“Driven by Moore’s Law, integrated circuit technology has achieved rapid development, and the number of transistors per unit area has continued to increase. System-on-Chip (System-on-Chip, SoC) has the advantages of high integration, low power consumption, and low cost. It has become the mainstream direction of large-scale integrated circuit system design, which solves the problem of communication, imaging, computing, consumer electronics and other fields. Many challenging problems. As the application requirements of System-on-Chip SoC become more and more abundant, SoC needs to integrate more and more IP (Intellectual Property) of different applications. In addition, the on-chip multi-core system MPSoC (MultiProcessor-System-on-Chip)
Driven by Moore’s Law, integrated circuit technology has achieved rapid development, and the number of transistors per unit area has continued to increase. System-on-Chip (System-on-Chip, SoC) has the advantages of high integration, low power consumption, and low cost. It has become the mainstream direction of large-scale integrated circuit system design, which solves the problem of communication, imaging, computing, consumer electronics and other fields. Many challenging problems. As the application requirements of System-on-Chip SoC become more and more abundant, SoC needs to integrate more and more IP (Intellectual Property) of different applications. In addition, the on-chip multi-core system MPSoC (MultiProcessor-System-on-Chip) has also become an inevitable development trend.
With the high integration of SoC and the rapid development of MPSoC, higher requirements are put forward for on-chip communication. Network-on-Chip (NoC) technology has also been greatly applied at this time. It essentially provides an on-chip communication solution for data transmission between different IPs or different cores in the chip.
The network-on-chip technology has a history of more than 20 years since its invention, and it has been widely used in SoC. In view of the high-bandwidth and low-latency characteristics of the on-chip network, mainstream FPGA companies have also begun to consider using NoC in high-end FPGAs to address the high-bandwidth requirements of data transmission. Achronix’s new generation of 7nm process Speedster 7t is one of the first high-end FPGAs to integrate NoC. As shown in Figure 1.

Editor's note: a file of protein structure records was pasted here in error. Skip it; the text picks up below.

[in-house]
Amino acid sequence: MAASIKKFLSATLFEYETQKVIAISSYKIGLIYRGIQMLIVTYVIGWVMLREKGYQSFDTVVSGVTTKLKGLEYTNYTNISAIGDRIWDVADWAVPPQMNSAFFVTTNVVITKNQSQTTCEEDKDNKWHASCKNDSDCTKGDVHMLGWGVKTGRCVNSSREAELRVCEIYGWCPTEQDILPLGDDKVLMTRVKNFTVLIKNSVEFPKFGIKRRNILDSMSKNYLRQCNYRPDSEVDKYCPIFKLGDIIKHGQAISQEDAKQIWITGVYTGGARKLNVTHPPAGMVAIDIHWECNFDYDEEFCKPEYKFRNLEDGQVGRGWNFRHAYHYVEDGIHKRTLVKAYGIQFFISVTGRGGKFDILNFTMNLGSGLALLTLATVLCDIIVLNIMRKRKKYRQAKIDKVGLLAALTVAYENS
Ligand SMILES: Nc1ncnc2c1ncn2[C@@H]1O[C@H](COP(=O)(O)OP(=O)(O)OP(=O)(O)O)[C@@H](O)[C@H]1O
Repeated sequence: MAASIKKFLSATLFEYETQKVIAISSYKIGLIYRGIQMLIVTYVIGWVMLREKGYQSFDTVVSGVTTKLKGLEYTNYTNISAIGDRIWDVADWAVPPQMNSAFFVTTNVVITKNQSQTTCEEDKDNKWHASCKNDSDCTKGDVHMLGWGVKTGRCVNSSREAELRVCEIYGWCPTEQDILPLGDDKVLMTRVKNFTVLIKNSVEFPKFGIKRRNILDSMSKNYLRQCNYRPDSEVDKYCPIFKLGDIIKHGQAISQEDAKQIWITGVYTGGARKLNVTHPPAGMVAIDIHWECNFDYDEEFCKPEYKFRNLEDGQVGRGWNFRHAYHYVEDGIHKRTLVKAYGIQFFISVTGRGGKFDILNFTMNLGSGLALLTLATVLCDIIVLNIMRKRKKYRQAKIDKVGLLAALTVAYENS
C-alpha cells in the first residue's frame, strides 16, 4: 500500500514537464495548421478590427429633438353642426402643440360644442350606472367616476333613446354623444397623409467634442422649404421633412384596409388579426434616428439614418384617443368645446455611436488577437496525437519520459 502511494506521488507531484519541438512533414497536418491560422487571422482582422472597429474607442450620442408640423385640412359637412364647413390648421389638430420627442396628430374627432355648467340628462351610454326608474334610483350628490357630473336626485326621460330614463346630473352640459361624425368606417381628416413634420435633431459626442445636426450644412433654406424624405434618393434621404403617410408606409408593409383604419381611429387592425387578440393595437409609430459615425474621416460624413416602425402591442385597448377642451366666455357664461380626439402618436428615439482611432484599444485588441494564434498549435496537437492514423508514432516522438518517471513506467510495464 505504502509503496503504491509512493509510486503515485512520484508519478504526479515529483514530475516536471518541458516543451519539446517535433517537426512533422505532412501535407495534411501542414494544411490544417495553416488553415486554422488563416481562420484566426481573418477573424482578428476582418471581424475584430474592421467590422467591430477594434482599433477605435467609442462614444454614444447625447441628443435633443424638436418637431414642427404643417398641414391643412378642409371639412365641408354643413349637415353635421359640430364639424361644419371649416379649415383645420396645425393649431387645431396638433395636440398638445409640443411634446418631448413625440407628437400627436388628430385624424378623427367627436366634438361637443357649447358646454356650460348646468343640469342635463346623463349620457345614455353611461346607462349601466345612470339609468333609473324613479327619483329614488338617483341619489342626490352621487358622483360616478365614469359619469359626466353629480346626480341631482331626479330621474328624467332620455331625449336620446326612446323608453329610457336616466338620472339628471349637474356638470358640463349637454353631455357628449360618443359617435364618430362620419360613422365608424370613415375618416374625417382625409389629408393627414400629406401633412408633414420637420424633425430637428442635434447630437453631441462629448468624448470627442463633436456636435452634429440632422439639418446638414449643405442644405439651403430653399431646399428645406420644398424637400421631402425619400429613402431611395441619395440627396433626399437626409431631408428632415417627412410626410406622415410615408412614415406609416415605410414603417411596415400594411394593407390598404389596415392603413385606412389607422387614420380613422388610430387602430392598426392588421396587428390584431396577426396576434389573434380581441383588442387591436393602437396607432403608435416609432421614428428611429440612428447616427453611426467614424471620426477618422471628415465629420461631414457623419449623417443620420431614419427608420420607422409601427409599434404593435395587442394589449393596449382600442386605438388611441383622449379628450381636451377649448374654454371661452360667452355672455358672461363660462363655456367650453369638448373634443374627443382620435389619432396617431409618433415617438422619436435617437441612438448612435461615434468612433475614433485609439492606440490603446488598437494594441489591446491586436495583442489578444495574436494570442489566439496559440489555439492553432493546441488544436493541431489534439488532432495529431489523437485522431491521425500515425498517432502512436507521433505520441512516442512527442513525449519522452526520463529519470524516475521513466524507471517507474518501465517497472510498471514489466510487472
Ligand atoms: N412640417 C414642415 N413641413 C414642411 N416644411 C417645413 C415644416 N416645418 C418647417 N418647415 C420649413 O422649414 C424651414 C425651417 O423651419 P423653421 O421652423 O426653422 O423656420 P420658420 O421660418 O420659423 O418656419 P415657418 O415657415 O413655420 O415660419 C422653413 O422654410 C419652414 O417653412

Figure 1 Speedster 7t FPGA structure diagram
2. The development of on-chip interconnect architecture
The development of the on-chip interconnect architecture has mainly gone through three stages: shared bus (Bus), Crossbar, and network on chip (NoC).
(1) The traditional SoC on-chip communication structure generally uses a shared bus. In the shared bus structure, all processors and IP modules share one or more buses. When multiple processors access a bus at the same time, an arbitration mechanism is needed to determine the ownership of the bus. The structure of the on-chip communication system on the shared bus is generally relatively simple, and the hardware cost is also small. But the bandwidth is limited, and the bandwidth cannot be expanded with the increase of IP. In 1996, ARM’s AMBA bus was widely used in the on-chip bus of embedded microprocessors, and it has now become a de facto industry standard.
Figure 2 Typical AMBA bus system
(2) For the traditional shared bus, when multiple processors access different IPs at the same time, because an arbitration mechanism is needed to determine the ownership of the bus, the traditional bus method will cause a certain bottleneck in this case. The biggest problem is the delay of access. Under this circumstance, in order to meet the demand for simultaneous access of multiple processing and increase the bandwidth of the entire system, a new solution Crossbar was born, as shown in Figure 3, a typical Crossbar structure.
Crossbar guarantees the real-time performance of multiple communications at the same time. As long as it is not accessing the same target device, arbitration is not required, which greatly reduces the bottleneck caused by arbitration. But with the increase in the number of equipment, the scale of Crossbar will grow exponentially. So usually we use bridge devices to cascade multiple Crossbars to support device expansion. But the bridge device may become the bottleneck of the system and increase the transmission delay.
Figure 3 Typical unidirectional 8×8 Crossbar
In practical applications, we usually also use a combination of Crossbar and shared bus, and use a bridge to connect the Crossbar network and the shared bus network, as shown in Figure 4 as a typical hybrid topology.
Figure 4 Typical mixed topology network
(3) The network-on-chip NoC brings a new method of on-chip communication, which is significantly better than the traditional bus and Crossbar performance. NoC is a more scalable design. In the NoC architecture, each module is connected to an on-chip router, and the data transmitted by the module forms a data packet, which is sent to the target module of the data packet through the router. Figure 5 shows a typical NoC structure. R in the figure represents Router. All Routers can be synchronous, but the PE (Processing Element) connected to each Router is asynchronous with the Router, forming a clock domain (Clock Domain). ). Therefore, NoC-based systems can better adapt to the global asynchronous local synchronous clock mechanism used in complex multi-core SoC designs. In addition, NoC can support various extended functions, such as flow control, quality of service (QoS), and so on. Therefore, NoC is the best interconnection mechanism for multi-core systems.